Safeguarding Freedom of Assembly and Association during a Public Health Crisis

Published: April 2020

In the face of the COVID-19 public health emergency, UN Special Rapporteur on freedom of peaceful assembly and of association Clément Voule, issued ten key principles to remind States of the necessity of responding in a manner compliant with their human rights obligations.

The UNSR also published an accompanying checklist and survey designed to help assess the implementation by government authorities and other key actors of UNSR’s guidance. The checklist contains 58 indicators organized under 10 overarching principles.

10 Principles for Protecting this Right

  1. Insuring that new legal measures respect human rights: It is vital that both the process and the substance of any new measures passed be in compliance with human rights obligations. Consultations with civil society should take place, if possible before new measures are adopted. Where new laws or regulations are adopted, any limitations on rights imposed must be in accordance with the principles of legality, necessity, and proportionality.
  2. Ensuring that the public health emergency is not used as a pretext for rights infringements: It is imperative the crisis not be used as a pretext to suppress rights in general or the rights to freedom of peaceful assembly and of association in particular. States have an obligation to inform the Secretary General of the United Nations if and when a state of emergency has been declared and of any resulting derogation of rights.
  3. Democracy cannot be indefinitely postponed: The Special Rapporteur recognizes that designing appropriate electoral approaches in the context of the current global pandemic is complex and that there are no easy solutions. In light of these challenging circumstances, it is all the more important, as highlighted below, that freedom of expression is respected and that the rights to freedom of peaceful assembly and of association online are fully ensured.
  4. Ensuring inclusive participation: Civil society must be regarded as an essential partner of governments in responding to the present crisis, in terms of helping to frame inclusive policies, disseminating information, building shared and cooperative approaches, and providing social support to vulnerable communities.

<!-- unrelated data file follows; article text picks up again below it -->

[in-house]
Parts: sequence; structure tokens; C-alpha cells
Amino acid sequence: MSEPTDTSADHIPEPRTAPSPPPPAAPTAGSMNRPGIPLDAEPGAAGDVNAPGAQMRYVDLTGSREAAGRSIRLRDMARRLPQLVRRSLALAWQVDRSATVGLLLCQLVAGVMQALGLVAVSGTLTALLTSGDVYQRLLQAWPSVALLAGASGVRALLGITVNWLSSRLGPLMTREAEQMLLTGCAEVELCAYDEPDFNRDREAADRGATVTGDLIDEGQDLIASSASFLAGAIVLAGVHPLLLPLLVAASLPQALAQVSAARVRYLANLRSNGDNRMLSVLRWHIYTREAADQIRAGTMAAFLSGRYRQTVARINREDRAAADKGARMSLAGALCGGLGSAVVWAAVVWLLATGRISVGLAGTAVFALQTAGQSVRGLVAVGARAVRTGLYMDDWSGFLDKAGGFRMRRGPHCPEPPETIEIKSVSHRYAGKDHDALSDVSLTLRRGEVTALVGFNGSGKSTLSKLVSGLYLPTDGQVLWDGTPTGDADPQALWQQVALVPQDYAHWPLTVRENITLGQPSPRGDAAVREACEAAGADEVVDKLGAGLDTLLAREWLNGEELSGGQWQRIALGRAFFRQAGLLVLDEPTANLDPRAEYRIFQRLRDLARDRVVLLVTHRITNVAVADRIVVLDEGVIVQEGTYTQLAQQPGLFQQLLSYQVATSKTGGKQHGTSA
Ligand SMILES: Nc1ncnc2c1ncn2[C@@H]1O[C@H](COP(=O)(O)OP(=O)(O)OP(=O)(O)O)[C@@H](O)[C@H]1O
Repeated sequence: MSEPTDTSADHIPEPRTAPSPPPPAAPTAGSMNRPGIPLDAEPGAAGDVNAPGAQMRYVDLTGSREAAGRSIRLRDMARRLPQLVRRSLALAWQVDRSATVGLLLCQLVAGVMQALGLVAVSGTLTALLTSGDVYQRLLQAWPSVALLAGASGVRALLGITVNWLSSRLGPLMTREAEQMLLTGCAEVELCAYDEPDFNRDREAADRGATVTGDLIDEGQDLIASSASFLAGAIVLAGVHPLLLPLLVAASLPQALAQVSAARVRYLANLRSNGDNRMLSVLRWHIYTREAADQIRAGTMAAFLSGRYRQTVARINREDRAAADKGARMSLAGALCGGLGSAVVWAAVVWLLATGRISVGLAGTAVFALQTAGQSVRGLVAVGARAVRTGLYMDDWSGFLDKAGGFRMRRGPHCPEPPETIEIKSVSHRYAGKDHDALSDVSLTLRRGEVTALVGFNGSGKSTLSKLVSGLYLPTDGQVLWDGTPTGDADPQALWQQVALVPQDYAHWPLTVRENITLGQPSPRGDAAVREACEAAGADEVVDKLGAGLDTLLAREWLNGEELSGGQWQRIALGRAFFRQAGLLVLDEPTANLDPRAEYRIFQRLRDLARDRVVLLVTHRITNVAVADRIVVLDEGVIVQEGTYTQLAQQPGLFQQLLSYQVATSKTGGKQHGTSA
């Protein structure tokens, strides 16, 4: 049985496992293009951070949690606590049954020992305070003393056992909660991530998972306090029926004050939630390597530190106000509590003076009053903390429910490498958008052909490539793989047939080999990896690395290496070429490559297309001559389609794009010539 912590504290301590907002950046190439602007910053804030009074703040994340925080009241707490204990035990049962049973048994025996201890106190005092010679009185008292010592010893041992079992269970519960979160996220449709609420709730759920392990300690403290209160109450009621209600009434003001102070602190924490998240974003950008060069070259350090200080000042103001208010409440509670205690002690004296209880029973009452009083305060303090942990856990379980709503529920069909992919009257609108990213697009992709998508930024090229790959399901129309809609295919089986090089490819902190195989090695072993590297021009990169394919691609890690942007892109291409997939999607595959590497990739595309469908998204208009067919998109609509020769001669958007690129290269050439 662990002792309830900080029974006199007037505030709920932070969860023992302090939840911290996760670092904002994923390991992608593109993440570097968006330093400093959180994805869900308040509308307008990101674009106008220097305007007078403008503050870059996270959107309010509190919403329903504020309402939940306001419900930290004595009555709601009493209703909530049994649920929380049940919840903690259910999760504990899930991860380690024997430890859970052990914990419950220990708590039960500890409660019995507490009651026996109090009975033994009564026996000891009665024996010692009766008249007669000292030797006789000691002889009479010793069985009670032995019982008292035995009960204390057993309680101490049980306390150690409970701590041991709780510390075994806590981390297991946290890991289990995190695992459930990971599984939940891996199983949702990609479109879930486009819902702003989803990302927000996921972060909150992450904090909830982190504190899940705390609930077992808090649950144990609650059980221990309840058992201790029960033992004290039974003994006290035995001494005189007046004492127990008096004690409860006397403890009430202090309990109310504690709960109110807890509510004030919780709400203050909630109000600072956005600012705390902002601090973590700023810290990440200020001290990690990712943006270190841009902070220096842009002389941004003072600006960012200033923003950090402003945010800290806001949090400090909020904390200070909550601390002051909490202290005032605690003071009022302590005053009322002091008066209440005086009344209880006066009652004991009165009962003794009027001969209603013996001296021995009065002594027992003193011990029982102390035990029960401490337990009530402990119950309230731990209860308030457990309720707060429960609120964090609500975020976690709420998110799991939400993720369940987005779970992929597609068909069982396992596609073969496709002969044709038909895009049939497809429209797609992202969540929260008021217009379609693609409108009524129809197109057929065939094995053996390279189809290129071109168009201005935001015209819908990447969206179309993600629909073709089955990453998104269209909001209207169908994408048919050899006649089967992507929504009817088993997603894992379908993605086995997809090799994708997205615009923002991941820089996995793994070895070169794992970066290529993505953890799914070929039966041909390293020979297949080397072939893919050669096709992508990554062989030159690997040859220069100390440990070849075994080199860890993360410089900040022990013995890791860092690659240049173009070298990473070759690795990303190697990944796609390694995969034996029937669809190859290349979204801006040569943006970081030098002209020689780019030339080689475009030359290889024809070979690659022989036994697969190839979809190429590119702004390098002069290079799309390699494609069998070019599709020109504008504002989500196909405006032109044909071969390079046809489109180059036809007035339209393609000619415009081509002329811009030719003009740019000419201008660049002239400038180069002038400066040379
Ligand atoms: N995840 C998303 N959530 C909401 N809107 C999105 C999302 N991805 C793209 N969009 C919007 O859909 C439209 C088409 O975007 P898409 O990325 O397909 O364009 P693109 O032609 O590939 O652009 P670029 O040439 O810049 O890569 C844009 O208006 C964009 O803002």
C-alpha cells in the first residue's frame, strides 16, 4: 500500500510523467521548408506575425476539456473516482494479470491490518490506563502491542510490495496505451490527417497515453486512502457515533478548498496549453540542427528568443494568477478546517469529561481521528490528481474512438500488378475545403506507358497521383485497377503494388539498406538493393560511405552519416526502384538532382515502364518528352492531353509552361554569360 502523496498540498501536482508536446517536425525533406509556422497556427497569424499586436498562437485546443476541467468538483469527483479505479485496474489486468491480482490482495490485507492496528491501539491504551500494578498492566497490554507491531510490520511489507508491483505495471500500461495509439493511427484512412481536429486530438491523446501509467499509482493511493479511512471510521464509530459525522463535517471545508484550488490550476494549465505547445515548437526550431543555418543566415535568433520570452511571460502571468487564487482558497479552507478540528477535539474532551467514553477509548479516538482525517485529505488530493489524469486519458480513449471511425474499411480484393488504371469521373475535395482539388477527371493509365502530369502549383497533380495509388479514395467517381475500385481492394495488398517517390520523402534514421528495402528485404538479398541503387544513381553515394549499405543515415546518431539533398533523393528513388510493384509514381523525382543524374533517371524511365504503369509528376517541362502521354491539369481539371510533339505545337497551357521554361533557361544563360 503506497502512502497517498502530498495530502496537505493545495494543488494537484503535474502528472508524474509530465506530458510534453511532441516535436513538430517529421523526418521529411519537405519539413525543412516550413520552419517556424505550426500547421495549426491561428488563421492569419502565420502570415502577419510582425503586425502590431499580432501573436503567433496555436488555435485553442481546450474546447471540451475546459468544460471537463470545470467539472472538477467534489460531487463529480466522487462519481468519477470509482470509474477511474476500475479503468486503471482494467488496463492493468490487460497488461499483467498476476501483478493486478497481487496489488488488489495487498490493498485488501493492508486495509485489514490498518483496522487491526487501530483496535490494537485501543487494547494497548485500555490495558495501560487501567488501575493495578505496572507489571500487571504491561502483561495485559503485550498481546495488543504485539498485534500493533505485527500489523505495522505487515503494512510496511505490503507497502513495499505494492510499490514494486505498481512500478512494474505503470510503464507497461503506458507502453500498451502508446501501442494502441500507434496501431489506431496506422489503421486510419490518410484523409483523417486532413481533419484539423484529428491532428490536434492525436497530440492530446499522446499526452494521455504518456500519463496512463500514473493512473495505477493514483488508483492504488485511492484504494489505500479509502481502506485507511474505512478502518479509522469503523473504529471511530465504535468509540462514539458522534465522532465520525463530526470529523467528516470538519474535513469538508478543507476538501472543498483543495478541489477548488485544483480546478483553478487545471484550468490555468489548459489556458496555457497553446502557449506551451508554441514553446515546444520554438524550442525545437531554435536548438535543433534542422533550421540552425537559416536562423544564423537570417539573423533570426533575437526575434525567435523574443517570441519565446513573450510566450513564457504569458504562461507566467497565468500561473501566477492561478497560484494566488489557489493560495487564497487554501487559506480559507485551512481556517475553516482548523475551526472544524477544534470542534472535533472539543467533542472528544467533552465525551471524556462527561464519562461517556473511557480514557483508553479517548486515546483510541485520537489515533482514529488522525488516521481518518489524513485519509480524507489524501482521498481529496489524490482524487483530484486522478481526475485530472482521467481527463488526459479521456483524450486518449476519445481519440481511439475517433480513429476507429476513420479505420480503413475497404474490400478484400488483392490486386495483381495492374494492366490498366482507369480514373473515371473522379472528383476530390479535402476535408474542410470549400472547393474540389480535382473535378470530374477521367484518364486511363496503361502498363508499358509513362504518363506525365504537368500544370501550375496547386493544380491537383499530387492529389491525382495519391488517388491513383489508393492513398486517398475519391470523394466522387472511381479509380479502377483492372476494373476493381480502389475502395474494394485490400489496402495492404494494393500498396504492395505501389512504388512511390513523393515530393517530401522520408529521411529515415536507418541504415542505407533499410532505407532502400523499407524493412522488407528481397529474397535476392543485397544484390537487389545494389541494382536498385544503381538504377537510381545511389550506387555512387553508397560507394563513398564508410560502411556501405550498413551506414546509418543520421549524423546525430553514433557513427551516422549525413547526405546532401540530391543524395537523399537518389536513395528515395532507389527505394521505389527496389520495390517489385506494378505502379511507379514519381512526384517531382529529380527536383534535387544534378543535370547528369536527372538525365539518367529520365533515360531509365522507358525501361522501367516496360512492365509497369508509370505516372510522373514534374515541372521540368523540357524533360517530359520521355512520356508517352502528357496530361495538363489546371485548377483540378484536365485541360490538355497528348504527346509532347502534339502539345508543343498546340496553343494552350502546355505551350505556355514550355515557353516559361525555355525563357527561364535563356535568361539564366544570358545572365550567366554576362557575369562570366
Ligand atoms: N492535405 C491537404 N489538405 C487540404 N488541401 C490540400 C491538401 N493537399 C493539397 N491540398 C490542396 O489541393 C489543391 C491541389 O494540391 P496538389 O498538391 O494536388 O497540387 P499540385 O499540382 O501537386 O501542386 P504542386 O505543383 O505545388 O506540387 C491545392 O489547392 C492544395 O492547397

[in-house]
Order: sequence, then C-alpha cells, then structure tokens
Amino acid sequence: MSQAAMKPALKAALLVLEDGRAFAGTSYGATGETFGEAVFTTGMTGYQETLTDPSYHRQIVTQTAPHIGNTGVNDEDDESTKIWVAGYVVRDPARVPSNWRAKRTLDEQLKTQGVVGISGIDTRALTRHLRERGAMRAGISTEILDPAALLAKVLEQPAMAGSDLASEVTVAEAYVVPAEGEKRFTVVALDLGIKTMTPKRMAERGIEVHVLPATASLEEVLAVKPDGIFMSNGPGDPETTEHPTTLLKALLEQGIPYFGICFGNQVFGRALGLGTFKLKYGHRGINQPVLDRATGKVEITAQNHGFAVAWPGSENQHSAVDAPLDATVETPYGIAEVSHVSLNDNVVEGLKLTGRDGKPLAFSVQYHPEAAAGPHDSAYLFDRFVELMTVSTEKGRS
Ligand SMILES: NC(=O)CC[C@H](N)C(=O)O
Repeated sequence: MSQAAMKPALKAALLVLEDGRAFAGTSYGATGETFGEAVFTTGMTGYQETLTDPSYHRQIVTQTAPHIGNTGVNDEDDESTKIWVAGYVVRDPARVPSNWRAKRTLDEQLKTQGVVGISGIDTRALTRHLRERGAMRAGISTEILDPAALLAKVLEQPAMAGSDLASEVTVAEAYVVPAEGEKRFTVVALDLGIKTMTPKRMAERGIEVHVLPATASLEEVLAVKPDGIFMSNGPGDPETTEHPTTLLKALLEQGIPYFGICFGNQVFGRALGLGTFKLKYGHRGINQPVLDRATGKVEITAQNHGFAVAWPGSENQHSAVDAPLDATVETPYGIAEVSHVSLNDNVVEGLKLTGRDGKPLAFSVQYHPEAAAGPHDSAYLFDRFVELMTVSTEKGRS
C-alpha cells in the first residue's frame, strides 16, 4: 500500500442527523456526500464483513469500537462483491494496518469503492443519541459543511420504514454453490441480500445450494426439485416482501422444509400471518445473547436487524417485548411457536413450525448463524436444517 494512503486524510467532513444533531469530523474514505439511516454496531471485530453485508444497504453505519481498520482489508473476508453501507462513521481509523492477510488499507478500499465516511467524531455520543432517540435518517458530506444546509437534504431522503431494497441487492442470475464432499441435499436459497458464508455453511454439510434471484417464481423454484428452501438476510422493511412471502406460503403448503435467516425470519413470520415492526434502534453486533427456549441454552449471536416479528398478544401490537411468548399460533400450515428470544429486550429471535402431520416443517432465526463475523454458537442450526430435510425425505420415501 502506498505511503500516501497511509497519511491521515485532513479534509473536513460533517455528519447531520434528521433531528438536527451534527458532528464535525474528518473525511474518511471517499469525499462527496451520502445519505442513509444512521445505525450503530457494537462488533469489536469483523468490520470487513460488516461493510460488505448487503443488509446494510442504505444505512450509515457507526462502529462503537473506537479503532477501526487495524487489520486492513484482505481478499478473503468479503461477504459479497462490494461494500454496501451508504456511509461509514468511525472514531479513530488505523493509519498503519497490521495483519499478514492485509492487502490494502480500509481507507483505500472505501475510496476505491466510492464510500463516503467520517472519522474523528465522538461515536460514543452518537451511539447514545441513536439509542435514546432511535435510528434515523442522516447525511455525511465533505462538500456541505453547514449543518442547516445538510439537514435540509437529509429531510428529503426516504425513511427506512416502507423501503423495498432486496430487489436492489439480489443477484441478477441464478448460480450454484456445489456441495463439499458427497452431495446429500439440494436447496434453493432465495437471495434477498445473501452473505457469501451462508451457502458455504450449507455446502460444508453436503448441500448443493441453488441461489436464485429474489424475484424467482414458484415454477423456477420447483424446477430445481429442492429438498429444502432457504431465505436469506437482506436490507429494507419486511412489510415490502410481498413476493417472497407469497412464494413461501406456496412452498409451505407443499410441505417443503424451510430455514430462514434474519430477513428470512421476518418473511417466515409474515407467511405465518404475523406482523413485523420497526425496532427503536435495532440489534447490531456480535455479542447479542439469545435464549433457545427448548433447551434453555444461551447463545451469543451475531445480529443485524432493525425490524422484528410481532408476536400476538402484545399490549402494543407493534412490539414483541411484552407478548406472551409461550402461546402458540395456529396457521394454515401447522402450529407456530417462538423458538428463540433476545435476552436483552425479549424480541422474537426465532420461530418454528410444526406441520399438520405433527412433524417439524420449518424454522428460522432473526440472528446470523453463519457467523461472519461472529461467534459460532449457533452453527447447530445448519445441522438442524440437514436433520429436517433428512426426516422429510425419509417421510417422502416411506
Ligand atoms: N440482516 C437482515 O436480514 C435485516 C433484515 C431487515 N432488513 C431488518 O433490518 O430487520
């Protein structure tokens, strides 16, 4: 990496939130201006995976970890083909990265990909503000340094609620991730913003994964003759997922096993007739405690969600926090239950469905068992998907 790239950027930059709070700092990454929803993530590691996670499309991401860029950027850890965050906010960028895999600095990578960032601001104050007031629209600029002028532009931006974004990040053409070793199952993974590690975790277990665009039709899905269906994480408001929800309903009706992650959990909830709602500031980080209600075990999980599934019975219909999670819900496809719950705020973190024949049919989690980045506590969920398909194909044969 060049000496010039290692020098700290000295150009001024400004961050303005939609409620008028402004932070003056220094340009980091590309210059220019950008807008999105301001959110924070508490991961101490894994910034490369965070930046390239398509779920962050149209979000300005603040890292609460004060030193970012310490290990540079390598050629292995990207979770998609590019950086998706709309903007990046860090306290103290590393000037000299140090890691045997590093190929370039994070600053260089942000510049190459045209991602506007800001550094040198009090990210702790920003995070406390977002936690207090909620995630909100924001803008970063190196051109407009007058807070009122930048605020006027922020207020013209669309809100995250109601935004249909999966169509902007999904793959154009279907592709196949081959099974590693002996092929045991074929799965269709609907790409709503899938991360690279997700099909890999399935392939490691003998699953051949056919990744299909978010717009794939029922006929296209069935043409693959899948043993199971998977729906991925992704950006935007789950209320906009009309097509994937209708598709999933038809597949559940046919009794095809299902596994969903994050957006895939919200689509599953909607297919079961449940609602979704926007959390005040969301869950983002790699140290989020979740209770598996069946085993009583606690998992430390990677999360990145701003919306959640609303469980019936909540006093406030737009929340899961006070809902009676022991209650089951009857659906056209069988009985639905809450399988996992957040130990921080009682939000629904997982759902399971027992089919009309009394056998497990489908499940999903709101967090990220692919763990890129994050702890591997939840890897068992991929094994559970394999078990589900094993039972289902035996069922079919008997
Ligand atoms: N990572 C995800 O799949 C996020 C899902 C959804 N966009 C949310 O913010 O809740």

5. Guaranteeing freedom of association and assembly online: The rights to freedom of peaceful assembly and of association apply online just as they do offline. In this time when physical assemblies are restricted, it is all the more necessary that access to and use of the internet be ensured. States should take measures to ensure access to the internet.
  6. Protecting workplace rights to freedom of association and assembly: The pandemic underscores the need for workplace protections and measures that ensure the right to health of all employees. Employees should not be fired for organizing, nor for speaking up as to the need for a safe workplaces.
  7. Freedom of expression must be ensured: The right of civil society actors, including journalists and human rights defenders, to freely seek, receive and impart ideas and information, whether concerning the crisis and its management or other subjects, must be ensured.
  8. Civil society’s participation in multilateral institutions must be secured: The UN and other multilateral institutions should take steps to ensure civil society organizations can continue to participate in all policy decisions, including those related to the COVID-19 response, especially in the case of public-private partnerships.
  9. International solidarity is needed more than ever: States should repeal laws that unduly restrict civil society’s ability to access funding, including international funding. Additionally, states should support to civil society organizations and recognize the key role many organizations play in ensuring public health broadly.
  10. Future implications of Covid-19 and responding to popular calls for reform: It is vital that States’ responses to the pandemic take citizens’ demands fully into account, and that States take measures to adopt more democratic governance structures, to enhance rights protection, reduce inequality, and ensure that the transition to greener and more sustainable energy sources receives increased support and attention.

Read the full principles here.